Writing as passion

The nicest thing that my grandma ever told me was when I was seven years old, 23 years ago. She said that a poem I had written in her upstairs guest room was ‘actually quite good’. It was about cowboys, I think, and it was written in verse and in pencil in a spiral book. It marks the beginning of my writing ambitions.

The most unpleasant thing that has been said about my writing was just this week, when a friend said that the first chapter (and only one they have read) was clichéd, that I just didn’t have what it takes and seemed to suggest that I give up. This, however, does not mark the end of my writing ambitions.

As I became a teenager, I started writing poems – they flowed out of me. But I also wrote what I might call prose poems, because they told a story with a poetic message to them. I also, as any youngster with literary ambitions, started drafting a fantasy novel inspired by the Elder Scrolls computer game. The poetry continued and cumulated when I was 17 with a poetic anthology of maybe 100 poems. I say maybe because, when I moved to France in 2012, I burnt the original manuscripts and there are two printed copies circulating somewhere in the world – I just don’t know where!

While at school, I learnt the beginnings of essay writing, which then was honed at university, when I must have written close to 200,000 words on Golden and Silver Age Latin literature, Roman history, Ancient Greek and Classical French tragedy, 19th century literature, with a specialisation on Stendhal and Mallarmé, and edging up to the middle of the last century. This form then found a home in a first blog called ‘Paris Theatre’, inspired by my own theatre critiques for the university newspaper, and it continues to this day in this very blog you are reading.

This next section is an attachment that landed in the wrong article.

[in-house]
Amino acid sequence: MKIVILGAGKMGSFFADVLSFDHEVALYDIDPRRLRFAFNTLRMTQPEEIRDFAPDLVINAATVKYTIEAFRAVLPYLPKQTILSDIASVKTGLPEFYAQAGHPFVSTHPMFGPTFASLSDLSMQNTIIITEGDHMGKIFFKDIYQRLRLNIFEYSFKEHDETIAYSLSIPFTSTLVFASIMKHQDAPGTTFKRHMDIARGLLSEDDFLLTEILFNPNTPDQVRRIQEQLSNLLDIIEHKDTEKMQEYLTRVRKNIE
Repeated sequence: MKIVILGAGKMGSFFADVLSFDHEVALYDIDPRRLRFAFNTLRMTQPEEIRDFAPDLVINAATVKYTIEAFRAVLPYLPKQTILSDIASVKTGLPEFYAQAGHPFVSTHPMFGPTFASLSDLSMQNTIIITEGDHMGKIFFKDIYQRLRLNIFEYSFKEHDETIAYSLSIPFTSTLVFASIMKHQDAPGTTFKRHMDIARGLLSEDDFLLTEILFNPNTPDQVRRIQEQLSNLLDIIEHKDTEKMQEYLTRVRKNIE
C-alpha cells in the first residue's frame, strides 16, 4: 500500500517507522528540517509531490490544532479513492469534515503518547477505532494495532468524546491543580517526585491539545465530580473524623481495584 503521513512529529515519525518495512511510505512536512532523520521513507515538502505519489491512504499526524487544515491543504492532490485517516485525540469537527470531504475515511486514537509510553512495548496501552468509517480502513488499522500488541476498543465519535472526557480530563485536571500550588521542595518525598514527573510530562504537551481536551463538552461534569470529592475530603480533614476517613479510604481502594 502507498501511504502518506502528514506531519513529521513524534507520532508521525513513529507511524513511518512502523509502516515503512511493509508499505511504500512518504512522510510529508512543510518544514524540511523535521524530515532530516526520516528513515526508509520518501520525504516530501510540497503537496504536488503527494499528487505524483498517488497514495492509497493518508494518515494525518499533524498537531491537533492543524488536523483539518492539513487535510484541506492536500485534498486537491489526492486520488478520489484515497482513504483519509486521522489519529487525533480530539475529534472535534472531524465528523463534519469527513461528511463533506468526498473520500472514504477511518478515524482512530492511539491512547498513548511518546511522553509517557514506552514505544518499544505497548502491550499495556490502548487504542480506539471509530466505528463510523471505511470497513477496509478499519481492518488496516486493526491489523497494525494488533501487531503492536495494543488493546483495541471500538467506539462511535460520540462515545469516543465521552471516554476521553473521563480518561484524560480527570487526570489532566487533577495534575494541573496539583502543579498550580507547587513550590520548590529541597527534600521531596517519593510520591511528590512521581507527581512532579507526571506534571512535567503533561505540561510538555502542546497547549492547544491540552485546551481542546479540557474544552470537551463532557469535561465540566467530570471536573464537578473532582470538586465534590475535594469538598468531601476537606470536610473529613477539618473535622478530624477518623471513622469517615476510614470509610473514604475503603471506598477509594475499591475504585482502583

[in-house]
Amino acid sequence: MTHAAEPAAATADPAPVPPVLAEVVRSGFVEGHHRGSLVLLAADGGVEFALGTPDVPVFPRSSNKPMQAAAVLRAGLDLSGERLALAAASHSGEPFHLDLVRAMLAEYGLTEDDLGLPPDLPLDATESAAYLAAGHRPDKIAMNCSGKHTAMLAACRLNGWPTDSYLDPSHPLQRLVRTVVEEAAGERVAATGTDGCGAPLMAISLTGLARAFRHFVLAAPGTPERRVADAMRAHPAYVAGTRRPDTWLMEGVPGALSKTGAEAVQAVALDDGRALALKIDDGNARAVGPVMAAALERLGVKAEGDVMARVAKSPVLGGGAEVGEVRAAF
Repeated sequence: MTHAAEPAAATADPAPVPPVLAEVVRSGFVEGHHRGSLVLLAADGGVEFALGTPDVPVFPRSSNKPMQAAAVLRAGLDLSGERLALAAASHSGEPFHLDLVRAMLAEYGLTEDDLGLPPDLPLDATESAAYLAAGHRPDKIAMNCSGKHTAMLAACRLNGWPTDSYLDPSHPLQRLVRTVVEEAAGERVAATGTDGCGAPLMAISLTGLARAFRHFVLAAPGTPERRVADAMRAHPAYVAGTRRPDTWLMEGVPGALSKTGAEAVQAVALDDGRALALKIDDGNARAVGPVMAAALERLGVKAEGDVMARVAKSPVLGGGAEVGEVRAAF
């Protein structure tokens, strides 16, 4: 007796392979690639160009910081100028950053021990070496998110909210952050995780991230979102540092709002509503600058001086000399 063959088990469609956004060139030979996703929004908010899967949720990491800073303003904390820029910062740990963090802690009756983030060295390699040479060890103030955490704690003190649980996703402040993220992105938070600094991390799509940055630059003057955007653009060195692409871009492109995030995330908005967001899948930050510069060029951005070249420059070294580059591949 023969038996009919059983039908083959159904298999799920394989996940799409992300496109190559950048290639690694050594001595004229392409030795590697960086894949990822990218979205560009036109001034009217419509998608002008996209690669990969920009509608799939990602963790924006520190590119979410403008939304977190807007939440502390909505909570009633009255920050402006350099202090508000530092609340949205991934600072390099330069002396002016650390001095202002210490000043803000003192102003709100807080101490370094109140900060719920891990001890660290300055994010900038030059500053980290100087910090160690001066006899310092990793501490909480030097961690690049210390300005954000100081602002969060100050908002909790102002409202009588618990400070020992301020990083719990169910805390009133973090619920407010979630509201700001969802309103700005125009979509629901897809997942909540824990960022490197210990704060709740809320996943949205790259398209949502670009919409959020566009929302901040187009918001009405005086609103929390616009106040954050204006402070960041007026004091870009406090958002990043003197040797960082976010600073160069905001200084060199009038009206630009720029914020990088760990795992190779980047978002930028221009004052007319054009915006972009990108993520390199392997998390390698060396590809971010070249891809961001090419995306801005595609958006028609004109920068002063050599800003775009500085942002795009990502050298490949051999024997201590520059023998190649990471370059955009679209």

I have written short stories, inspired by Maupassant and Baudelaire. And I have kept a written diary on and off throughout my whole life. I have taught a class on literature, examining the works of Mary Shelley, Virginia Woolf, Maya Angelou, Toni Morrison and Margaret Atwood. And now I am writing a novel, for which I wake up at 6am and write no more than 300 words at a time, crafting each paragraph with care. It is the second draft of this novel and is the fruit of many years of reflection. It is a labour of love, but also an exploration of a stylistic philosophy, inspired notably by my readings of Wayne C. Booth and Erich Auerbach. 

I could go on, but you probably get the point now. I admit that other people’s writing lists may be longer than mine. But what I see when I look back at this reflection is development: from poetry to essays, passing by short stories and blog posts, there remains the novel form to tackle. 

So this is a message to my friend, or indeed anyone who might want to take a pop at my work:

My writing is here to stay. And this is just the beginning. 

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